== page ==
We recently came across a very enlightening report by Deloittes as part of their Insight series and the 100 Women in Finance organisation in the US about achieving gender equity in financial services leadership.

The report believes that in the US, the proportion of women in leadership roles within financial services firms currently sits at 21.9 percent , and is projected to grow over the next decade to 31 percent. These figure, which albeit still below parity bearing in mind that women are now in the majority of financial services industry employees, do show that positive actions have been taken and are working.

We know and have covered in the past how diversity within firms has been shown to drive innovation and increase productivity and that Gender diversity, in particular at the leadership level, has even been linked to boosts in profitability. Therefore the gender imbalance in leadership at the top in financial services could be a missed opportunity for many companies. In fact a recent Harvard study revealed that females outscored men in 17 of 19 leadership capabilities, many of which were noted in the survey as requirements for leading in the future. Some of the areas where women were perceived to excel at include taking initiative, building relationships, collaboration and teamwork, leadership speed, powerful and prolific communication, and innovation. Today, more women enjoy longer, more satisfying, and more senior-level careers in financial services, and the industry is stronger, in part, for their collective presence and contributions.

A closer examination of C-suite titles also revealed a subset of roles that have mostly emerged within the last decade; for example, chief data officer, chief sustainability officer, chief inclusion officer, chief diversity officer, and chief digital officer.

Females account for approximately one-third of these emerging leadership roles. Therefore we believe that organisations should consider rethinking their strategies to improve leadership outcomes for women. One of the key ways they can do that is by making intentional efforts specifically aligned to growing the share of women in leadership roles. Only then might greater gender diversity in leadership be within reach. It is important to acknowledge the progress that has been made over the past two decades. The financial services industry has witnessed a slow but steady rise in the proportion of women serving in leadership positions. The efforts that financial services institutions have made to attract and retain women for these positions can be clearly seen in this rise in leadership.

Tapping into talent – the multiplier effect

Studies show that in having a greater number of women in the C-suite creates a positive effect on the number of women in senior leadership; it is believed that for there is a threefold increase in senior leadership for each additional woman added to the C-suite.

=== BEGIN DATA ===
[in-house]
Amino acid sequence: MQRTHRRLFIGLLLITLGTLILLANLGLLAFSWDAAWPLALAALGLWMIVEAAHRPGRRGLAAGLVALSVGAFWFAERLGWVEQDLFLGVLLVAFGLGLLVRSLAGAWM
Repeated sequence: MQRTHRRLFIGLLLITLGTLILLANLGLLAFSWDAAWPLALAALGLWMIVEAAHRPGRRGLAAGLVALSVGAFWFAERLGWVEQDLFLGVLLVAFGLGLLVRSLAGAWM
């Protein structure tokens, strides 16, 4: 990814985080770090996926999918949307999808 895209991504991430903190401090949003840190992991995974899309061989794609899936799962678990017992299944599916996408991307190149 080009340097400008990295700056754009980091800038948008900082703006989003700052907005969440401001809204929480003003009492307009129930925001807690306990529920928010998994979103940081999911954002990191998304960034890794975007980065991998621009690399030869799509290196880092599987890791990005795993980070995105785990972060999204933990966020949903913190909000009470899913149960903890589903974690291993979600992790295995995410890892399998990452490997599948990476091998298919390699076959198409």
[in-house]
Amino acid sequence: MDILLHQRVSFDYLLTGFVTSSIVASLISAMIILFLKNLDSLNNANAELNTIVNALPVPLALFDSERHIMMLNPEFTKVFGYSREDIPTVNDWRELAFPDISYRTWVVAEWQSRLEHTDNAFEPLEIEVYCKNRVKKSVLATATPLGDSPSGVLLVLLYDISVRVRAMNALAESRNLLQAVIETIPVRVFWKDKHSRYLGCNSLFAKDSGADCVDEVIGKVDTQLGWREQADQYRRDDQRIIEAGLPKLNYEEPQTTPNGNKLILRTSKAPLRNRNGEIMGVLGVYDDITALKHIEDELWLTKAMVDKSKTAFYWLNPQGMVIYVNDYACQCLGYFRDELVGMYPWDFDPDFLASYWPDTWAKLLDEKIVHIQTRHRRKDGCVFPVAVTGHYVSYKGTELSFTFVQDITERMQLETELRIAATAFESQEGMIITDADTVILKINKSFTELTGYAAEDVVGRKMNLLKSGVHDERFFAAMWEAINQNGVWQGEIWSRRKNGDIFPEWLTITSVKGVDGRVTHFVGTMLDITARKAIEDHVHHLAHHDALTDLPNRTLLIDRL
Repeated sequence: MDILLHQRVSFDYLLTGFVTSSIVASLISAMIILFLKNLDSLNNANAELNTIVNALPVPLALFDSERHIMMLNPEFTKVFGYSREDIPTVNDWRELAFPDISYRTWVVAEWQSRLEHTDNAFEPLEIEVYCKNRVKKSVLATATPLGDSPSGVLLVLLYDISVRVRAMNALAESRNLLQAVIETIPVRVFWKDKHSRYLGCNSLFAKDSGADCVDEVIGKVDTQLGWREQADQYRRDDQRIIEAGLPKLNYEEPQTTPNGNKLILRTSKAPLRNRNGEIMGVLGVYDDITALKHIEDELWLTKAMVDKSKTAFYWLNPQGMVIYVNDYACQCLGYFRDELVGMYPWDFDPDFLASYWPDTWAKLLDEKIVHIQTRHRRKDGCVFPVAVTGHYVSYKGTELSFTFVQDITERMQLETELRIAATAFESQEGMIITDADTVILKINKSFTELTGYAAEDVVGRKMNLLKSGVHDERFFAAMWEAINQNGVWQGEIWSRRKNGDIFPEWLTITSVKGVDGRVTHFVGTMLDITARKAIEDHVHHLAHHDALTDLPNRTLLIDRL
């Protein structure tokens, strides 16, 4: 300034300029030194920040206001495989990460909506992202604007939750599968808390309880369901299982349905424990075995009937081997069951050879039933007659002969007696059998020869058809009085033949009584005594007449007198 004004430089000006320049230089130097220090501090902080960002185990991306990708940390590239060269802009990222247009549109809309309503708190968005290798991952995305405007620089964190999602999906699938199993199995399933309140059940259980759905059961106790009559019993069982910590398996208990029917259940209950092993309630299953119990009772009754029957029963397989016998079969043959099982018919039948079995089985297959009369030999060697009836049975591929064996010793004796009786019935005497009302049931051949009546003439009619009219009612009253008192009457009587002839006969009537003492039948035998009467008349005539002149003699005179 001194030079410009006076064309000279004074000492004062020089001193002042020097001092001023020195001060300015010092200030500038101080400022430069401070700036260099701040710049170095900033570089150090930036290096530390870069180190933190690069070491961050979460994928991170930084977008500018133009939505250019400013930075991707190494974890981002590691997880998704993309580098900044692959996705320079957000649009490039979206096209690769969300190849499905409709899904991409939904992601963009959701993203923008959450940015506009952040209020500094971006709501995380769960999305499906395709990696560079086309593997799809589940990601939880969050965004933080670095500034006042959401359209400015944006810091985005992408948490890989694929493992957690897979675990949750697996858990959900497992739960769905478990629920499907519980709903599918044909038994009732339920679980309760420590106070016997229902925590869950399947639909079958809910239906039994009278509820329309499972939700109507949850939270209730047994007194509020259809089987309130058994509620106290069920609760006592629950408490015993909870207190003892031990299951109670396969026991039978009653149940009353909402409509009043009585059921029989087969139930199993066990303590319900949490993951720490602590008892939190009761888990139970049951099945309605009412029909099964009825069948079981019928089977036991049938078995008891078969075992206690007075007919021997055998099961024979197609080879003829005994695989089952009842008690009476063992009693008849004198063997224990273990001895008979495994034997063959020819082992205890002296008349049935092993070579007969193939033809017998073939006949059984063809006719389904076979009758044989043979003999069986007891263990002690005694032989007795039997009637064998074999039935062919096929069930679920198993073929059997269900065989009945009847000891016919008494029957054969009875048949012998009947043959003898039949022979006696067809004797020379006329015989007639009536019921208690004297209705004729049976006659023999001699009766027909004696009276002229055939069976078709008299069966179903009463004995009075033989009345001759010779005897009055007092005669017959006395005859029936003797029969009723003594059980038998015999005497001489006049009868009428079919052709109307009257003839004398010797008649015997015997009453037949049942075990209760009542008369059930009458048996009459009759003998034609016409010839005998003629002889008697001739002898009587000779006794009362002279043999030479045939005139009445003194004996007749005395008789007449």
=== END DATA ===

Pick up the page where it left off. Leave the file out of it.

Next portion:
“She did not mentor me. She did not sponsor me. But she absolutely inspired me. Because she was there. It was like seeing someone break the four-minute mile for the first time and forever after just knowing that it could be done” 

Improving transparency 

A key area in which the Women in Finance Charter covers is improved reporting. Actionable, measurable, and transparent diversity policies signal to employees, clients, and the broader community that attracting, retaining, and advancing women are priorities.

Support mentorships and investing in programs to support women re-entering the industry

Companies should not underestimate the power of support and the value of networks in advancing women. We know from talking to clients and candidates alike that both mentorship and sponsorship have often been instrumental to employee retention, higher employee success rates, and promotion readiness. Women are also far more likely than men to pause their careers to address family needs, pursue additional education, or for any number of other reasons. Many companies now are promoting “Returnship” programs to encourage this often highly skilled demographic back into employment

“I would encourage anyone who is keen to ensure their hiring strategies support diversity to get in touch. We pride ourselves in our ability to source candidates from diverse backgrounds and are happy to share best practice with our clients in attraction and retention of a diverse workforce”

Tracy Fletcher – Campbell & Fletcher Recruitment

If you have any questions please do not hesitate one of our team here.